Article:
Engineers are using high-frequency sound waves to break down plant materials in order to cook up a better batch of biofuel.

New speaker system for cars creates separate 'audio zones' for front and rear seats

Posted: 30 May 2013 12:28 PM PDT

A new approach achieves a significant level of isolation between the front and rear listening zones within a car.

Native Ohioans' speaking patterns help scientists decipher famous moon landing quote

Posted: 30 May 2013 12:28 PM PDT

Speech scientists and psychologists discuss a novel approach to deciphering Armstrong's famous moon landing quote.

Pebbly rocks testify to old streambed on Mars

Posted: 30 May 2013 12:05 PM PDT

Detailed analysis and review have borne out researchers' initial interpretation of pebble-containing slabs that NASA's Mars rover Curiosity investigated last year: They are part of an ancient streambed. The rocks are the first ever found on Mars that contain streambed gravels. The sizes and shapes of the gravels embedded in these conglomerate rocks -- from the size of sand particles to the size of golf balls -- enabled researchers to calculate the depth and speed of the water that once flowed at this location.

Radiation measured by NASA's Curiosity on voyage to Mars has implications for future human missions

Posted: 30 May 2013 11:59 AM PDT

Measurements taken by NASA's Mars Science Laboratory mission as it delivered the Curiosity rover to Mars in 2012 are providing NASA the information it needs to design systems to protect human explorers from radiation exposure on deep-space expeditions in the future.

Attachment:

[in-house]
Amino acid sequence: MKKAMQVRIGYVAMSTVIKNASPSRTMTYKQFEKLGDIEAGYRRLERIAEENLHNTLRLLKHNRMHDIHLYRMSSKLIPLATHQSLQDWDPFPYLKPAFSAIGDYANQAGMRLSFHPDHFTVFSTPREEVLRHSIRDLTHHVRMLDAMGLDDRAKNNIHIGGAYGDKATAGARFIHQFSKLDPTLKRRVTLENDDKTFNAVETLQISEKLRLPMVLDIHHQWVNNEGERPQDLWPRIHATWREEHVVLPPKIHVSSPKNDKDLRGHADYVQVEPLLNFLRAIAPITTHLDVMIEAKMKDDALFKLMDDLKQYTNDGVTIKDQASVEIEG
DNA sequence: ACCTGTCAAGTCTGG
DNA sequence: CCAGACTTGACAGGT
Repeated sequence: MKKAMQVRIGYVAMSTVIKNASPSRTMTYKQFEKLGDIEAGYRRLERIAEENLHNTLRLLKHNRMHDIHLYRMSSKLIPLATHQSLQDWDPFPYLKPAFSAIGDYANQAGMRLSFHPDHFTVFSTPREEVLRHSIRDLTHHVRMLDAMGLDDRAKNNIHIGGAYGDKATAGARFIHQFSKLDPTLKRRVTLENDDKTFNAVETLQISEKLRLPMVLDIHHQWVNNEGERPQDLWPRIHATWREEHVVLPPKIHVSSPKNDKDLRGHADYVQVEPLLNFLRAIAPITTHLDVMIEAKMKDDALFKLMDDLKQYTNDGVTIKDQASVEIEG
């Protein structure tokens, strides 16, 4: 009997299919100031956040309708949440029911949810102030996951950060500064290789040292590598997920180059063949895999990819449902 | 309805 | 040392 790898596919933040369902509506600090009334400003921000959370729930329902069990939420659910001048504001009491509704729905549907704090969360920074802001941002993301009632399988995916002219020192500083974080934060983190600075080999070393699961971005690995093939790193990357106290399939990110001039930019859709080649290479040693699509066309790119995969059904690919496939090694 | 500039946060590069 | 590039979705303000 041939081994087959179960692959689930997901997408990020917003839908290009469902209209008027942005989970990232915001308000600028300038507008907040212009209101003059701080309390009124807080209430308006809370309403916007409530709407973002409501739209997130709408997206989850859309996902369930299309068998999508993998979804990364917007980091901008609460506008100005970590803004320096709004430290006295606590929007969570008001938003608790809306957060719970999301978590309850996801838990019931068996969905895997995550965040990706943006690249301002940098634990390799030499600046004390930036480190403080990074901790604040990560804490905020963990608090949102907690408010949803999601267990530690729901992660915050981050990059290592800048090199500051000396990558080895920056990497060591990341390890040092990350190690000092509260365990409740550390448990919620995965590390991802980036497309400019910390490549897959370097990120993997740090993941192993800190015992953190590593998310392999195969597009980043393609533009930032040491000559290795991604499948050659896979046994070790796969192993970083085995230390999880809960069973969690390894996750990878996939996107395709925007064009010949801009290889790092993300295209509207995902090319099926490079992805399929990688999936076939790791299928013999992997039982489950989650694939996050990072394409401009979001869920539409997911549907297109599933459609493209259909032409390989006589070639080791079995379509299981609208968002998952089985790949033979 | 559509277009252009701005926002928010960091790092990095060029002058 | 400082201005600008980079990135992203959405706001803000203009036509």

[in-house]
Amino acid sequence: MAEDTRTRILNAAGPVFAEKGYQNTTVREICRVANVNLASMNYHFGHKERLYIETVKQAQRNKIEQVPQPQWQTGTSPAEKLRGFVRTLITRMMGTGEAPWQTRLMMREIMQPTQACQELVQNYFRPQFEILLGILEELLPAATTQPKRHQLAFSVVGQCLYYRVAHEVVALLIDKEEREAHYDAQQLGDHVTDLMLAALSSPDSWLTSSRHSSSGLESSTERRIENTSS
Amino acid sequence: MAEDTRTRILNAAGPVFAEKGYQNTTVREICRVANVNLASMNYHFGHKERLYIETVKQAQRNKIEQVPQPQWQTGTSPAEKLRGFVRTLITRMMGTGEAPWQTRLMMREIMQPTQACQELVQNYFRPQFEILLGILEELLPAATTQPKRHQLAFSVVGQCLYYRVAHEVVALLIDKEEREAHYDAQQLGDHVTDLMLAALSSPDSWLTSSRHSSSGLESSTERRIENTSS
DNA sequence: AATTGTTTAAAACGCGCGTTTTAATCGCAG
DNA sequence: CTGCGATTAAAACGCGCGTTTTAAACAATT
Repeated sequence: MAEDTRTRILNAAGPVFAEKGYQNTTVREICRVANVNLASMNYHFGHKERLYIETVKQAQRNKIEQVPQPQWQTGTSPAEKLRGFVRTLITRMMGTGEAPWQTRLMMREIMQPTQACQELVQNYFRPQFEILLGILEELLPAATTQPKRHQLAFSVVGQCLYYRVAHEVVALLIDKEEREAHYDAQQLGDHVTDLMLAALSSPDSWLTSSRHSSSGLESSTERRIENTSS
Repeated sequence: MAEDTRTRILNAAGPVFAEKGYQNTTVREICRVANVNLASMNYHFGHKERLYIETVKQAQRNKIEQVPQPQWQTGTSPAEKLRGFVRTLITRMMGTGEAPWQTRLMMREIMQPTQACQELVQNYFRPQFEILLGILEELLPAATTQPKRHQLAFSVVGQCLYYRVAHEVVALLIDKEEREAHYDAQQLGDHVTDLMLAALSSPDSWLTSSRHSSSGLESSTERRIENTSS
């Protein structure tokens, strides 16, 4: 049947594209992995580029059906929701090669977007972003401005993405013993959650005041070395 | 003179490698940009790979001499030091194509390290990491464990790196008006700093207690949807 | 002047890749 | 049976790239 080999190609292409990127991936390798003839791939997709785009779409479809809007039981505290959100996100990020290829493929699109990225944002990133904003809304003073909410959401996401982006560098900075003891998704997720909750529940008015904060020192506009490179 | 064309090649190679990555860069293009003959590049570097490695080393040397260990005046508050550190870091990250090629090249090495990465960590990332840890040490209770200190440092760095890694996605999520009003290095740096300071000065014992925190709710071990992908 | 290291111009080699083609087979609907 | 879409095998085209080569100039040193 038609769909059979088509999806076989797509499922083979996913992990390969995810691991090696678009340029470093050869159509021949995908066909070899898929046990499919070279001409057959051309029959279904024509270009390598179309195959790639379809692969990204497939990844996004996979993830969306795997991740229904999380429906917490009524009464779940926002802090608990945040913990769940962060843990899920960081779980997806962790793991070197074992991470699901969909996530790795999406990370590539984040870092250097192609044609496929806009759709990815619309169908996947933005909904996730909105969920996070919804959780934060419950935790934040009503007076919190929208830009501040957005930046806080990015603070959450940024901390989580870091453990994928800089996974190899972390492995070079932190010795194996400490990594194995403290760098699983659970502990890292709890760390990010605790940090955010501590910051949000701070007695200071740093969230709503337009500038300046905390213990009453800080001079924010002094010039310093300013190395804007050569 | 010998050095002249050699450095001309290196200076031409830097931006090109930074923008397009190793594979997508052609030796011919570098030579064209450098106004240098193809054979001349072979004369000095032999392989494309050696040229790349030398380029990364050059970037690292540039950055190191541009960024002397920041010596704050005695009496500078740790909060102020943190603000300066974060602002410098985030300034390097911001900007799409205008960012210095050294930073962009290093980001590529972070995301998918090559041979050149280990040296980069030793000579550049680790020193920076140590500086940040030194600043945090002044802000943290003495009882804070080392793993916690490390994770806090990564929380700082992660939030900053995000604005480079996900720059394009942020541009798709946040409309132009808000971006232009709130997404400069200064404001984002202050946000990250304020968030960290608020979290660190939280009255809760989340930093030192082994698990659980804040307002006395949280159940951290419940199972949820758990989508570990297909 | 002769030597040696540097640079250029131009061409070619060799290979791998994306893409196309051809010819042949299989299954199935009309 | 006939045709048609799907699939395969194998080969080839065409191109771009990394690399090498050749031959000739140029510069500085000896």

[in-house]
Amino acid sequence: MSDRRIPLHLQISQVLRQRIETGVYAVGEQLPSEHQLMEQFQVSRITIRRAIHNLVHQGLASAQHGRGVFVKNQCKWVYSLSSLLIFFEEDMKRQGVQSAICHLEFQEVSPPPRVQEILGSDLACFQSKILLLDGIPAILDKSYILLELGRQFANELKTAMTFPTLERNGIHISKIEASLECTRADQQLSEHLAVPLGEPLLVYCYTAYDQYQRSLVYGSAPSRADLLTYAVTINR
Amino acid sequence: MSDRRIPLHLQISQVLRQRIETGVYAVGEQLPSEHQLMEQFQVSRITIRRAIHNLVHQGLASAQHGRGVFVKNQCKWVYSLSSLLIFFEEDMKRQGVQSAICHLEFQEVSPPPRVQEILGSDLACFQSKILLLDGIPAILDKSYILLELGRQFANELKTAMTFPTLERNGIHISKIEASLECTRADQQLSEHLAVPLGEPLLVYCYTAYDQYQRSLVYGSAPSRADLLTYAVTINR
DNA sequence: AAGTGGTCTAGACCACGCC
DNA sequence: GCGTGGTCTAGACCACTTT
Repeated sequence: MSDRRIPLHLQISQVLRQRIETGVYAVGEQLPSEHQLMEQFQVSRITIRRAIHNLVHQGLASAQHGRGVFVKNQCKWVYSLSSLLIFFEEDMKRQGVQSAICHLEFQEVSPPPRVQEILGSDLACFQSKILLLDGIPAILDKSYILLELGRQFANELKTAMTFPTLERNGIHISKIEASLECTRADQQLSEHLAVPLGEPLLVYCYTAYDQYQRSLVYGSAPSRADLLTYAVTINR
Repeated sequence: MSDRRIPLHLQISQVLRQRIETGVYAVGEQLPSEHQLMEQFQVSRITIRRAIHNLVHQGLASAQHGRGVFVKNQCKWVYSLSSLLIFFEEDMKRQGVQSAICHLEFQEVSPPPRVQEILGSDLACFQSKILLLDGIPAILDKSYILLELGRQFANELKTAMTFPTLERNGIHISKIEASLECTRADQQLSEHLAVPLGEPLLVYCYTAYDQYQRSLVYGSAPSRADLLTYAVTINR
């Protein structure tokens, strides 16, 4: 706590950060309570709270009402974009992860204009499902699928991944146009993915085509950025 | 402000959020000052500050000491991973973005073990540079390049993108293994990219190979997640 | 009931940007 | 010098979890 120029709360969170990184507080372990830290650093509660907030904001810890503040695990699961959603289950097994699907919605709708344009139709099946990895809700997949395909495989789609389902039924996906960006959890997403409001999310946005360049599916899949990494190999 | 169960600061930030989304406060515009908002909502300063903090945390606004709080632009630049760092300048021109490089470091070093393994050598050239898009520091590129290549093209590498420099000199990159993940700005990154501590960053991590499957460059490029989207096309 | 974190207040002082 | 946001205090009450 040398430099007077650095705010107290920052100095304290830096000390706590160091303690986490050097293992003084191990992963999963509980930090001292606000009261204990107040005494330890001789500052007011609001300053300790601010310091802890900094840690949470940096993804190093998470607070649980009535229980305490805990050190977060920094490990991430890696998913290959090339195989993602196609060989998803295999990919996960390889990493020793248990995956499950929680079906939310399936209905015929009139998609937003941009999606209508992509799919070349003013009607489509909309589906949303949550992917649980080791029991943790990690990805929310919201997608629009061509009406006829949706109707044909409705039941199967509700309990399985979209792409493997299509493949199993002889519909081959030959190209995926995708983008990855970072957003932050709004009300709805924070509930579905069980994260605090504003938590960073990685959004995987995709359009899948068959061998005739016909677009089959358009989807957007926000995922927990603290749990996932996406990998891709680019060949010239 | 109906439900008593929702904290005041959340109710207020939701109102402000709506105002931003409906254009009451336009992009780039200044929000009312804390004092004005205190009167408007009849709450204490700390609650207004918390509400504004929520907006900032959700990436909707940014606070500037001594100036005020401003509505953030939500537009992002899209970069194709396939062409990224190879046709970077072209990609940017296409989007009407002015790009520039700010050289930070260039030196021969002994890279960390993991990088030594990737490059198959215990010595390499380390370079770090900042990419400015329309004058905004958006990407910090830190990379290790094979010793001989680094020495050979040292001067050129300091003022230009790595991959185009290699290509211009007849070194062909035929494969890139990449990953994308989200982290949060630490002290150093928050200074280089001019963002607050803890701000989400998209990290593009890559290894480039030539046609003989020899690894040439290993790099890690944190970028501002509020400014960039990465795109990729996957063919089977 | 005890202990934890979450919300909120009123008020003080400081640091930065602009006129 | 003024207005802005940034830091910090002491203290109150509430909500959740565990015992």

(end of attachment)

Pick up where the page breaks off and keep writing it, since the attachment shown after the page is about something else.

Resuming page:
Asteroid has its own moon, NASA radar reveals

Posted: 30 May 2013 11:53 AM PDT

A sequence of radar images of asteroid 1998 QE2 -- obtained by NASA scientists using the 230-foot (70-meter) Deep Space Network antenna at Goldstone, Calif. -- reveals that it is a binary asteroid. In the near-Earth population, about 16 percent of asteroids that are about 655 feet (200 meters) or larger are binary or triple systems.

Asteroids provide sustainable resource, study finds

Posted: 30 May 2013 11:48 AM PDT

The prospects of a robotic manufacturing base operating off Earth is not as far-fetched as it used to be according to a study published by a team of NASA researchers. Because asteroids are loaded with minerals that are rare on Earth, near-Earth asteroids and the asteroid belt could become the mining centers for remotely operated excavators and processing machinery. In 20 years, an industry barely imagined now could be sending refined materials, rare metals and even free, clean energy to Earth from asteroids and other bodies.

One of the moon's mysteries solved: Origin of mascon basins

Posted: 30 May 2013 11:20 AM PDT

A mystery of the moon that imperiled astronauts and spacecraft on lunar missions has been solved. Large concentrations of mass lurk on the lunar surface that can change the gravity field and either pull a spacecraft in or push it off course. Scientists have determined the origin of these mass concentrations.

Scientists capture first images of molecules before and after reaction

Posted: 30 May 2013 11:20 AM PDT

Using atomic force microscopy, chemists for the first time can capture images of molecules before and after they react, which will allow them to better tune reactions to get the products they want. Chemists and physicists joined forces to develop the technique, which could help scientists study and improve catalytic reactions like those used widely in industry to make chemicals or crack oil.